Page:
Data shows that keeping a journal or a sketchbook promotes observation, visualizationand critical thinking in any curriculum.
An artist’s sketchbook is a bound book with blank pages that artists use to keep visual records of observations, plans for future art projects, ideas and themes with which they are interested, and verbal, often personal, reflections. Artists may incorporate some or all of these uses into their personal sketchbooks in order to best suit their needs as an artist. (see links to artists’ sketchbooks here
BUT… Sketchbooks aren’t just for artists! Many people keep “idea journals” where they jot down thoughts, sketch ideas, or write to occupy their time. Leonardo da Vinci and Thomas Edison both kept books where they designed, sketched, wrote, and played with their ideas! You can find lists online of other people who have kept journals, diaries, or sketchbooks here and here!
Students can be taught to perform creatively. There are a number of educational theories of creativity that Runco (2007) shares that can be used to help teach students to be creative and make creative products. These theories support the incorporation of sketchbooks to help develop student’s creative thought processes.
“In fact, educators need to do at least three things if they wish to support creativity in their students (Runco 1991b): 1) Provide opportunities for children to practice creative thinking. 2) Value and appreciate those efforts. 3) Model creative behaviors themselves.” (Runco, 2007, p. 179)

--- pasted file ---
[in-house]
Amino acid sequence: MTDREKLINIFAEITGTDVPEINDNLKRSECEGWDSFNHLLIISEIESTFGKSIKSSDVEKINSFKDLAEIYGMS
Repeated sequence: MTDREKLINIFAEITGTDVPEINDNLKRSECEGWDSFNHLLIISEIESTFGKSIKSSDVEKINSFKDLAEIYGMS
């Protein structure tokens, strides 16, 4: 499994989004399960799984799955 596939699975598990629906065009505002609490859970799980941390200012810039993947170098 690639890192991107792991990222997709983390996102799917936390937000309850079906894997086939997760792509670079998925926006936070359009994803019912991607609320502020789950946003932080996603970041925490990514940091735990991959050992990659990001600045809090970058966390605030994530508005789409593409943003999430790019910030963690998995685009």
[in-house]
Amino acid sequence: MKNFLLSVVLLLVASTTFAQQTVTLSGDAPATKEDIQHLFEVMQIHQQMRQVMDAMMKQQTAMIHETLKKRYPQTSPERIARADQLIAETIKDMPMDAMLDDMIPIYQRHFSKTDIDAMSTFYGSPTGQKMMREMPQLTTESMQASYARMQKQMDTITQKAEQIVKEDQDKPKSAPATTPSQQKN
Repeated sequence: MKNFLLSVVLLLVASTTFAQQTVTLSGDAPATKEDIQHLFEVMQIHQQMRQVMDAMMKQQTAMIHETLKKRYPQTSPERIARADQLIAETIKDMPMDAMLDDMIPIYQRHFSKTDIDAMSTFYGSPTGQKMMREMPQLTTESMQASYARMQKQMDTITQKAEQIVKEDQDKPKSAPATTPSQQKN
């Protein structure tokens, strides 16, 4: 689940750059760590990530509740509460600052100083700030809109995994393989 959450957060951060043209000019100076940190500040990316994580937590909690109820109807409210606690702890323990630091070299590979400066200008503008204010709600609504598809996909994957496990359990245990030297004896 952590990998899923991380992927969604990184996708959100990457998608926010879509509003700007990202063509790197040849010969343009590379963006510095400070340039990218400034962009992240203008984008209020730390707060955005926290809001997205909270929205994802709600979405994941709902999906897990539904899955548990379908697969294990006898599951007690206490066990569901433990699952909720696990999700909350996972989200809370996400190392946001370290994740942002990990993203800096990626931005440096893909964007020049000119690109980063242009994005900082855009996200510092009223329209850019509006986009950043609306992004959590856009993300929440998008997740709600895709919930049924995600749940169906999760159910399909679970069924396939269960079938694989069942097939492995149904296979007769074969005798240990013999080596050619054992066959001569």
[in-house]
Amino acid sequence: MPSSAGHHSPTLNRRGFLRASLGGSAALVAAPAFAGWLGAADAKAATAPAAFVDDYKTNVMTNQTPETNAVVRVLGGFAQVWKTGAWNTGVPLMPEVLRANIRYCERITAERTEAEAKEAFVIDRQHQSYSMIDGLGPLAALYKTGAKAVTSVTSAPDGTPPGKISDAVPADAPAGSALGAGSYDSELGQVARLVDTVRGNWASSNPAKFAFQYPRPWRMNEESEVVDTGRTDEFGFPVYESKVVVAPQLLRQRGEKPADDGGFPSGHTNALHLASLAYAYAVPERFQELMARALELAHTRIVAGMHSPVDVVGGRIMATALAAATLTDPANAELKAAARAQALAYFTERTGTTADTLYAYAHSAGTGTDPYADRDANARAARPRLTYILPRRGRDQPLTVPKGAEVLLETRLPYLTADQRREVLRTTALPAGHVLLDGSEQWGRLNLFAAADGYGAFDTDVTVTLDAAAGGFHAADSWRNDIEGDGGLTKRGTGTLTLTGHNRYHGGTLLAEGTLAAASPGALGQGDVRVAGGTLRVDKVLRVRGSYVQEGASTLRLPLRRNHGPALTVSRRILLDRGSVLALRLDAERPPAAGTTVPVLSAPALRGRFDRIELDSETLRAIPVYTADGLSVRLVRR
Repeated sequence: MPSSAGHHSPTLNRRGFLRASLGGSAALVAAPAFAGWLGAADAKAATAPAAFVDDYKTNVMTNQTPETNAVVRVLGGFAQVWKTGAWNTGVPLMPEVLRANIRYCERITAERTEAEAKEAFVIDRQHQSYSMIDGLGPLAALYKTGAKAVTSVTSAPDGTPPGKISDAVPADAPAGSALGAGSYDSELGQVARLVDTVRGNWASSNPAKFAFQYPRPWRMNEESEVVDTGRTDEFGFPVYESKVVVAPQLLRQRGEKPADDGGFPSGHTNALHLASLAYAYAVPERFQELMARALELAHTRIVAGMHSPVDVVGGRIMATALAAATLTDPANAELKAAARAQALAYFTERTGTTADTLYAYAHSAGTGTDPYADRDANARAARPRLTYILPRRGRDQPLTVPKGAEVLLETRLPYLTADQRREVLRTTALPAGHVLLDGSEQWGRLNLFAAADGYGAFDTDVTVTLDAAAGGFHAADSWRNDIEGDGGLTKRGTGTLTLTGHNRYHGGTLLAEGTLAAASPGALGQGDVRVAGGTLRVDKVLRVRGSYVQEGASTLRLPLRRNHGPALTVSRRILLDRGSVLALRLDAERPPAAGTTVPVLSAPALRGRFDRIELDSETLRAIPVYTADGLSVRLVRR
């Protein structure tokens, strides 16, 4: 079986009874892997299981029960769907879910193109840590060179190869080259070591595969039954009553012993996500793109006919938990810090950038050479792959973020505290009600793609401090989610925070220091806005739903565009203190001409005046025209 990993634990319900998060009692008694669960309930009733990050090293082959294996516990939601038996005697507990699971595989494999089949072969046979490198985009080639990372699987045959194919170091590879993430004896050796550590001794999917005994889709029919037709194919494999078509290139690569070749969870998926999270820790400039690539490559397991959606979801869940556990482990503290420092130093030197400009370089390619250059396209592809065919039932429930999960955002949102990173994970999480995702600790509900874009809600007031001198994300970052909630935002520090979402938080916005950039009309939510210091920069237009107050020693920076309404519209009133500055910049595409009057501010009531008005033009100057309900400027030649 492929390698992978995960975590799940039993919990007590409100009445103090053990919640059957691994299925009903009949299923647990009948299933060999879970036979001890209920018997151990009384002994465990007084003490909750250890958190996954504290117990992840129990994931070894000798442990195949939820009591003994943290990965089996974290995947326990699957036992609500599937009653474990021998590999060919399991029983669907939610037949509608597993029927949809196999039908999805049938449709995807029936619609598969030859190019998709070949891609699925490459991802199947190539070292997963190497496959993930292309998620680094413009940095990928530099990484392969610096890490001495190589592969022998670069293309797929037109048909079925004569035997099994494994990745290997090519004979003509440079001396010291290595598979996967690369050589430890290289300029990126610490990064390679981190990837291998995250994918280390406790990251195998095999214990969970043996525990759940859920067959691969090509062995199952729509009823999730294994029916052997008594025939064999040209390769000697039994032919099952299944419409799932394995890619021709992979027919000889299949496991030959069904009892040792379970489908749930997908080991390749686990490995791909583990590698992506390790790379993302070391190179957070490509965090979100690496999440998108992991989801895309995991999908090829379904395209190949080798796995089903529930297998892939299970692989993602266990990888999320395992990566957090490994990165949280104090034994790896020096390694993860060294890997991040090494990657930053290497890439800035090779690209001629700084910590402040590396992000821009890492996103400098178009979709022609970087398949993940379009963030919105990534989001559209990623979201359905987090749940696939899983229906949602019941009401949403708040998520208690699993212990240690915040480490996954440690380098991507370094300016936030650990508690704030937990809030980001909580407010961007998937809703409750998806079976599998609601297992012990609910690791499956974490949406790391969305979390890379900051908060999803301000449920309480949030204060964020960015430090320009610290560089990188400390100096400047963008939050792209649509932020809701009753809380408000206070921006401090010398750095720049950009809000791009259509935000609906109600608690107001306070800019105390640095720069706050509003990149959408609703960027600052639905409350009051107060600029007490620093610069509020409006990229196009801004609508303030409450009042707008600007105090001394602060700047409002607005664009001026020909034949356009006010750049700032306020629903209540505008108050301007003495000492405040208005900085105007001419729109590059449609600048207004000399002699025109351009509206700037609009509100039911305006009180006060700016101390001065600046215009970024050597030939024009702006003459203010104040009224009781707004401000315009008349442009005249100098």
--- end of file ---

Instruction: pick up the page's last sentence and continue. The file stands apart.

Runco states that the teacher must first incorporate a creative outlet into the curriculum. The sketchbook is an effective way to allow students the freedom to individually create and explore. Anderson & Milbrandt (2005) describe a student’s research sketchbook to be used as a place “to consider one or more issues, forms, or ideas through critical, historical, and aesthetic inquiry; visual examination and note-taking; personal reflection; and creative visual expression” (p. 173). Creative visual expression is listed as one of the main pillars and functions of a sketchbook. This would suggest that students could be taught to use their sketchbooks creatively.
Students should place value on their creative efforts. Creativity is already an important part of the art education curriculum and has been, so incorporating another tool for creative development would support the goal of the current art education goals. Sketchbooks enhance artistic development and the student’s personal thought processes, although sketchbooks should not be able to be a central emphasis for fostering creativity.
In photography, keeping a sketchbook fosters skills to plan and observe by thinking divergently, solving problems in an original fashion, while displaying flexibility thereby visualizing the image before they record it.
Upper level student examples of photography 2d art sketchbooks